IF MY BOOK: The Book of Lost Light, Ron Nyren

Welcome to another installment of If My Book, the Monkeybicycle feature in which authors shed light on their recently released books by comparing them to weird things. This week Ron Nyren writes about his debut novel, The Book of Lost Light, out now from Black Lawrence Press.

If The Book of Lost Light were a timepiece, it would be the carved wooden owl clock I kept on my desk in childhood, tiny numerals etched in place of eyelashes. The left eye tracked the hour, the right tracked the minute. At night, I listened to it whittle off seconds inside its head as I tried to fall asleep, wondering what it was thinking.

If The Book of Lost Light were an artists’ hangout, it would be Coppa’s, San Francisco, 1906: high ceilings, two dozen tables, red wallpaper covered with chalk drawings—a gigantic lobster standing on an island named Bohemia, an acrobat stretching out his tongue for spaghetti he dangled from his feet, Father Time balancing an hourglass on one finger and a wine bottle on the other—all contributed by the artists and writers who haunt the place for its cheap pasta. After society people started coming to eat and gawk at them, the restaurant became so packed that the artists could no longer get a table until Papa Coppa set one aside for them. Still, the artists come less frequently now, caught between their love for the restaurant and a desire not to feel like animals in a zoo. When they are absent, the patrons, mourning the lost opportunity to eavesdrop, console themselves with phrases the artists have written on the walls: “Why drag in Velasquez?” “You cannot argue with the choice of the soul,” “I have an idea that all sensible people will ultimately be damned.”

If The Book of Lost Light were a violin, you would pass an old house at twilight and hear a melody coming from within, all the lights blazing, and you would see that the door was open, and you would walk as silently as you could through the halls, looking into the library, the master bedroom, the kitchen, the parlor, hunting for the source of the tune, always thinking you’re getting close only to turn a corner and realize it must be behind that wall, down that staircase, or is it above you now, and how many floors does this house have, anyway?

If The Book of Lost Light were a long-lost amusement park, it would be Oakland’s Idora Park, which once housed thousands of refugees from the 1906 fires, lying at night on cots set up in the theater and in tents on the open grounds of the park, coming out in the morning to peer at the silent rides: the merry-go-round, the roller coaster, the Mountain Slide, the Tickler, the Trip through Hades. They ate in the picnic grounds and they wandered in bafflement through the zoo, blinking at the orangutans and the zebras, tilting backward to watch in wonder as a giraffe ate leaves.

If The Book of Lost Light were a sonata, it would be Beethoven’s Piano Sonata No. 14 in C sharp minor, Opus 27, the so-called Moonlight Sonata, the one Beethoven dedicated in 1802 to his pupil the Countess Giulietta Guicciardi, with whom he had fallen in love. I learned to play it when I was a few years younger than Giulietta, taking piano lessons from Aunt Muriel, my mother’s mother’s sister, who lived a 20-minute drive away in the next town over, my mother and I piling into the car as soon as I came home from school so we could arrive in time. My great-aunt encouraged her students to tape their pieces once they’d learned them; we had to remember to call ahead when I was ready to record, so that she could get the recorder’s batteries out of the freezer and warm them up. Beethoven began teaching Giulietta in 1801, when he was 30 and she was 17, and he soon asked her to marry him. One of her parents forbade the marriage, owing to Beethoven’s lack of fortune, lack of rank, lack of steady employment, and increasing deafness. Giulietta soon married Count von Gallenberg, an amateur composer for the ballet. My Aunt Muriel told me not to slow down when I approached a passage that I knew I was likely to foul up; she said that if I knew I was about to make a mistake, I should proceed forcefully toward it, I should not be afraid, she said, to “sing it out loud!”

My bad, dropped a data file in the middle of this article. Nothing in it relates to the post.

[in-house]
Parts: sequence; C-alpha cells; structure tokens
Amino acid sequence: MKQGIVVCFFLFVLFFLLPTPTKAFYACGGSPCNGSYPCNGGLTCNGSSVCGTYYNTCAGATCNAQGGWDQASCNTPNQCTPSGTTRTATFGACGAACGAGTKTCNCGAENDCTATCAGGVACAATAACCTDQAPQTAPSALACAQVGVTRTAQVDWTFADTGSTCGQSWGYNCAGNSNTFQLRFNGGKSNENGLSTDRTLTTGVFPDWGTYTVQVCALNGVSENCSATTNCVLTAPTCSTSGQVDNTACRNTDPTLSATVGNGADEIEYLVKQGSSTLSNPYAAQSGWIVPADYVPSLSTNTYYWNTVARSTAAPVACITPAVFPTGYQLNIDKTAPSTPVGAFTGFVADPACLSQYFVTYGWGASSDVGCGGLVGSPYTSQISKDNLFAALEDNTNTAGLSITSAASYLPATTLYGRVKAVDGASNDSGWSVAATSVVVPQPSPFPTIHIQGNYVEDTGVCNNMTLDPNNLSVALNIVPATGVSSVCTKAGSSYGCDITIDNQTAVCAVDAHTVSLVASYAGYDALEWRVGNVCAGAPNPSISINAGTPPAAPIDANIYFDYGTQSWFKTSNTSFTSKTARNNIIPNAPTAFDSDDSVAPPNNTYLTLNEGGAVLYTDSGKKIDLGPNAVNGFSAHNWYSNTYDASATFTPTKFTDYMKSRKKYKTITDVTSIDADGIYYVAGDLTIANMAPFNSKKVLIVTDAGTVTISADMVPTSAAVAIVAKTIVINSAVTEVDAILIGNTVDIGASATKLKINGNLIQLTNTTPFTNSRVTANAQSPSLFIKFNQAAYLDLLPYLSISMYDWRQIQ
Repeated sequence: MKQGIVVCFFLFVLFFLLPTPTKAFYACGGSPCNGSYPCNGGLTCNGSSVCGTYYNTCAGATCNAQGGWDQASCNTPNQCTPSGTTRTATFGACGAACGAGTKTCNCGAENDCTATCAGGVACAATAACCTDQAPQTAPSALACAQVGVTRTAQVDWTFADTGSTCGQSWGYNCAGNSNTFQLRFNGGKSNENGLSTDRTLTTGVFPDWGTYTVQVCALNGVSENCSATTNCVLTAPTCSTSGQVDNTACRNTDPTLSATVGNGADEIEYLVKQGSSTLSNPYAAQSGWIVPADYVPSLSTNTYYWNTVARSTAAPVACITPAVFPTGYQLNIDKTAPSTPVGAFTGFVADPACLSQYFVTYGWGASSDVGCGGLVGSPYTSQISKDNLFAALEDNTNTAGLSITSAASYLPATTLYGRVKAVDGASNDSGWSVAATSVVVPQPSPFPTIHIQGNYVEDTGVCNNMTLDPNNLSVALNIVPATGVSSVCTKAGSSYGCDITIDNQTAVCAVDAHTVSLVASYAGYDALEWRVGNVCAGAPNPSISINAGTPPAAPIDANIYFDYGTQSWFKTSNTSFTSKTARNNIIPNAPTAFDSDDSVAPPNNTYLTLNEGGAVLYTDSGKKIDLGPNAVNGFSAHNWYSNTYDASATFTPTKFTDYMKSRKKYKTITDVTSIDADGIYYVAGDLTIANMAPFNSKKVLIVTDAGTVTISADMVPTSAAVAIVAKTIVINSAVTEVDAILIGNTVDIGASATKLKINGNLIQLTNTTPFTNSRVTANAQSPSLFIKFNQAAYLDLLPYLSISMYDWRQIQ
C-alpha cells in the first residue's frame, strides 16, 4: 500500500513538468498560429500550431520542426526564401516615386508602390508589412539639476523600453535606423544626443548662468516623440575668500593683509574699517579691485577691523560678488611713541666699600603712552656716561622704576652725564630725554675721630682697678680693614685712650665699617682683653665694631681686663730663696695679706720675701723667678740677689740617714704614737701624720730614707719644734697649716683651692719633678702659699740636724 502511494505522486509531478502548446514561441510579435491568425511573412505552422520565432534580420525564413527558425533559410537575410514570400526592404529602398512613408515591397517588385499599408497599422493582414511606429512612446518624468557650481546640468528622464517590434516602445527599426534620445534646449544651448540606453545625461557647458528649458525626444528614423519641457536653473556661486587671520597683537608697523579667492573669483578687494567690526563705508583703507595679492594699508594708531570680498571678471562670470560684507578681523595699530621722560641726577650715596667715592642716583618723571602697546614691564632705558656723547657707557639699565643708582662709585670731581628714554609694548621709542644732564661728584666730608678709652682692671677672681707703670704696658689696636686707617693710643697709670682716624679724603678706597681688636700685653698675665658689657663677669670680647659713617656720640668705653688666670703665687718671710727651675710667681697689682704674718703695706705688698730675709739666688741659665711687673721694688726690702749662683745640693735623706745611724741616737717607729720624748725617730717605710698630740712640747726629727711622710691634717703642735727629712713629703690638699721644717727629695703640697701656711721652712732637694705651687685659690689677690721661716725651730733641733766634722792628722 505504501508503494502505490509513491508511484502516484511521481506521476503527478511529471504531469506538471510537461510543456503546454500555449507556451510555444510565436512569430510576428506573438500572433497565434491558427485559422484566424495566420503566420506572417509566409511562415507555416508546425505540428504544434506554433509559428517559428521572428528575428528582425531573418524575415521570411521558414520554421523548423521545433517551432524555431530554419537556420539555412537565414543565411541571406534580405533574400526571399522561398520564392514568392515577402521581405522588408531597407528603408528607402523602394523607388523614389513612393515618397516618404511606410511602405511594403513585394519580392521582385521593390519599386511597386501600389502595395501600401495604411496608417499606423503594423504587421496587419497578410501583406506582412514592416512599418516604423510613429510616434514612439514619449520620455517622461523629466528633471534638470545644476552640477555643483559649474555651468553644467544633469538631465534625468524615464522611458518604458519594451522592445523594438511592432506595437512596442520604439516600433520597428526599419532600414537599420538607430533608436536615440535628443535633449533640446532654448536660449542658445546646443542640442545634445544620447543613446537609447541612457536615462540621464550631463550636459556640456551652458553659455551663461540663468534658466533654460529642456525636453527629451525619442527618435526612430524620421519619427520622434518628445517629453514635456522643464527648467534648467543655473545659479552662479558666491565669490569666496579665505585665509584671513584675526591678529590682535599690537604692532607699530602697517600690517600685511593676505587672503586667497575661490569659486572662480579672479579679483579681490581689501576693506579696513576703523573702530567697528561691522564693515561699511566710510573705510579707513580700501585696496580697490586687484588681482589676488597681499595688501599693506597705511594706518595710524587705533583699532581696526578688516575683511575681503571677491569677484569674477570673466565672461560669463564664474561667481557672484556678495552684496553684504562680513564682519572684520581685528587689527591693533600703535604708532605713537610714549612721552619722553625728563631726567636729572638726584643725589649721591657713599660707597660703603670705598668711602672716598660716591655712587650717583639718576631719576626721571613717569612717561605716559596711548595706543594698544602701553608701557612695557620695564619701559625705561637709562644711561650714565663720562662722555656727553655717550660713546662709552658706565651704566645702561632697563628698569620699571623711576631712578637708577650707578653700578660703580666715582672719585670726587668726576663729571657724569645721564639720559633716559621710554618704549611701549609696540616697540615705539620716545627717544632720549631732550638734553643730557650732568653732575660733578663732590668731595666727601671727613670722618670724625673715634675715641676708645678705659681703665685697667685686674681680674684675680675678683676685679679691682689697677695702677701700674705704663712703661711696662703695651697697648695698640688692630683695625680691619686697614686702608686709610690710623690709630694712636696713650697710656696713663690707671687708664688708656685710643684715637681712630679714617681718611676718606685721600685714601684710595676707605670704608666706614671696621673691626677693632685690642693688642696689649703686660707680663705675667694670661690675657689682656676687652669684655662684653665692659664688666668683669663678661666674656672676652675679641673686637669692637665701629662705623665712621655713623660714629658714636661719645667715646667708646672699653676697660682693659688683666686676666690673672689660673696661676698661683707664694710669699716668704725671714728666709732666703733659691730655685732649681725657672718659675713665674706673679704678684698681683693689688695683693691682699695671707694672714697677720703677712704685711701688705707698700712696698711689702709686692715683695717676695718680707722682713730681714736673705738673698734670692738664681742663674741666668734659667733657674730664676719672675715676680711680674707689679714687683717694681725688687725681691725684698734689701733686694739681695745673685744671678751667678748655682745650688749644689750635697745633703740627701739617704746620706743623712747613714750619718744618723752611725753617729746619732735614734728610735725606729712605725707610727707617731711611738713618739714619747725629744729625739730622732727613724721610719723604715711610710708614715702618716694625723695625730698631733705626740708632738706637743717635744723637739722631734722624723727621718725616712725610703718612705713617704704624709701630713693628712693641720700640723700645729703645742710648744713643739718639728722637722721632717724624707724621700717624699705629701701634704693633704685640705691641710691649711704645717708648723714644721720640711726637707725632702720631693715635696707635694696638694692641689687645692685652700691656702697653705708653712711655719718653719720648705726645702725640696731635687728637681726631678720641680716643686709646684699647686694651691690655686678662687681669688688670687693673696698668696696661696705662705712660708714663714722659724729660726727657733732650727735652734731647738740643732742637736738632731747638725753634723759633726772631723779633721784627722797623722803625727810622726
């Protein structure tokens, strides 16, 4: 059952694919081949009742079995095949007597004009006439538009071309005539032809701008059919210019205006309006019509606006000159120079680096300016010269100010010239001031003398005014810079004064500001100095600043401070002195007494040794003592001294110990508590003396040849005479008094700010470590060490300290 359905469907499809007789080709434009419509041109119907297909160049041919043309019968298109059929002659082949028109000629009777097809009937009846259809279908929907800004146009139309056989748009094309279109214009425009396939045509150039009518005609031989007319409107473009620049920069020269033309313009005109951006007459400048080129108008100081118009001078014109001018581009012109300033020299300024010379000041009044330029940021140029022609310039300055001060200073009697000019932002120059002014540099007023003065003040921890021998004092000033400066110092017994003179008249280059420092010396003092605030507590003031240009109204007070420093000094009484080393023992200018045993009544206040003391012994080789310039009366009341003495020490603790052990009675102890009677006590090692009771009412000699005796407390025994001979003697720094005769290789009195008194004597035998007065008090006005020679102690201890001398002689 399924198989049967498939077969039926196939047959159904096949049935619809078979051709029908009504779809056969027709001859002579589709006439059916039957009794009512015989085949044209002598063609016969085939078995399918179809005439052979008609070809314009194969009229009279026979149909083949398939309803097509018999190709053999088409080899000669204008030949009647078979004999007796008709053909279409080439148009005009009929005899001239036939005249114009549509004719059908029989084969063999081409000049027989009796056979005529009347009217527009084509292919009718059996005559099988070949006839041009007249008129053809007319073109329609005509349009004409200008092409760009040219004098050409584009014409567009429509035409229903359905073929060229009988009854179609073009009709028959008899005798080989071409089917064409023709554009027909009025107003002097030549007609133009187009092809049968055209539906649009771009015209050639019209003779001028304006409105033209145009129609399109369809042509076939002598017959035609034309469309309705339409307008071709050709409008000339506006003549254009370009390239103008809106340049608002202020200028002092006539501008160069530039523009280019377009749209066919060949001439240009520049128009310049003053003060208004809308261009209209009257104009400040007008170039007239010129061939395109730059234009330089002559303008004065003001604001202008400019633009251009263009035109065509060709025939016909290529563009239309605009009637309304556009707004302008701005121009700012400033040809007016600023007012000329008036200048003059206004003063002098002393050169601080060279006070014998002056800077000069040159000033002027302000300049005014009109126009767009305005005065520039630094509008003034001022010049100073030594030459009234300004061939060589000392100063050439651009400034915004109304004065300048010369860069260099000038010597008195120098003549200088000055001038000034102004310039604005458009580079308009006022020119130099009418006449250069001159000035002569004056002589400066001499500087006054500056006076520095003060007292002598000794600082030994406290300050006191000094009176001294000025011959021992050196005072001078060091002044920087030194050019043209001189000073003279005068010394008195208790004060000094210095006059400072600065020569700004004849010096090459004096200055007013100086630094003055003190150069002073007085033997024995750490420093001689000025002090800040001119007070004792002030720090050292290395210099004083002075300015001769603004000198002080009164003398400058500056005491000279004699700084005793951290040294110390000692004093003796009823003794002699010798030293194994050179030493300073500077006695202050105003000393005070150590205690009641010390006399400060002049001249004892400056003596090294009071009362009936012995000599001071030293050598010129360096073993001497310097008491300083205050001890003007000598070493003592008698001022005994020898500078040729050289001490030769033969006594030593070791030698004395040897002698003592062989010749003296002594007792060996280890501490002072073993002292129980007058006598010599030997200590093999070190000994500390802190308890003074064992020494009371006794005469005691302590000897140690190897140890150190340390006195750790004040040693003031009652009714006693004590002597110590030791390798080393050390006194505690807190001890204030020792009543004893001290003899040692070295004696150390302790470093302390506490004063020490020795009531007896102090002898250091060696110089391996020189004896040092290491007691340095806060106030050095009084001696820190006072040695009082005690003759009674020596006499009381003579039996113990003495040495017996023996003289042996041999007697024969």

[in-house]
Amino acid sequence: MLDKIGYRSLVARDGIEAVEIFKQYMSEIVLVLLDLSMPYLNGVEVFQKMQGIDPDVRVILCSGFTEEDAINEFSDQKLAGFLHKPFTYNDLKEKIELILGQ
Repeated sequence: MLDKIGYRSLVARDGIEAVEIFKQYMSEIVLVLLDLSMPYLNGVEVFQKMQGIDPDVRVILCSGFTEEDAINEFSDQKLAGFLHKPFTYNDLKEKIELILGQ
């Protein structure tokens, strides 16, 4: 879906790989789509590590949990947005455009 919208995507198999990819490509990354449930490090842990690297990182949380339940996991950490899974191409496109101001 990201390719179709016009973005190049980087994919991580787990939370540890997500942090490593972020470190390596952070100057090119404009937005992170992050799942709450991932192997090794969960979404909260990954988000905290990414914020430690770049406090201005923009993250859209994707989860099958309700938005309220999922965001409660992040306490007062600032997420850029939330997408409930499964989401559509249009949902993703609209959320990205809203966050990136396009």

If The Book of Lost Light were a 1900s-era camera shop, you would walk through the shelves of Higgins’ Photo-Mounter Paste, Wynne’s Infallible Exposure Meters, Kodak Dry Mounting Tissue, and Eastman’s Mezzo Tone print-out paper. You would sense lenses tucked in darkness in their boxes; toning tablets ready to be dissolved in water; printing papers waiting to be slid into the chemicals that are stored in jars just a few shelves away. You would feel the blankness of the film, stacked in preparation for the moment light would strike and give their surfaces coherence and meaning, fixing them as reverse copies of the world.

Ron Nyren’s fiction has appeared in The Paris Review, The Missouri Review, The North American Review, Glimmer Train Stories, Mississippi Review, Fourteen Hills, Able Muse, Dalhousie Review, 100 Word Story, and elsewhere. His stories have been shortlisted for the O. Henry Awards and the Pushcart Prize. He is the coauthor, with his spouse and writing partner Sarah Stone, of Deepening Fiction: A Practical Guide for Intermediate and Advanced Writers, and a former editor of Furious Fictions: The Magazine of Short-Short Stories. Ron earned his MFA in creative writing from the University of Michigan. He is the recipient of a major Hopwood award, the Farrar Prize in Playwriting, the Roy W. Cowden Memorial Fellowship, and the Andrea Beauchamp prize in short fiction. A former Stegner Fellow, he teaches fiction writing for Stanford University. Follow him on Twitter at @rnyren.

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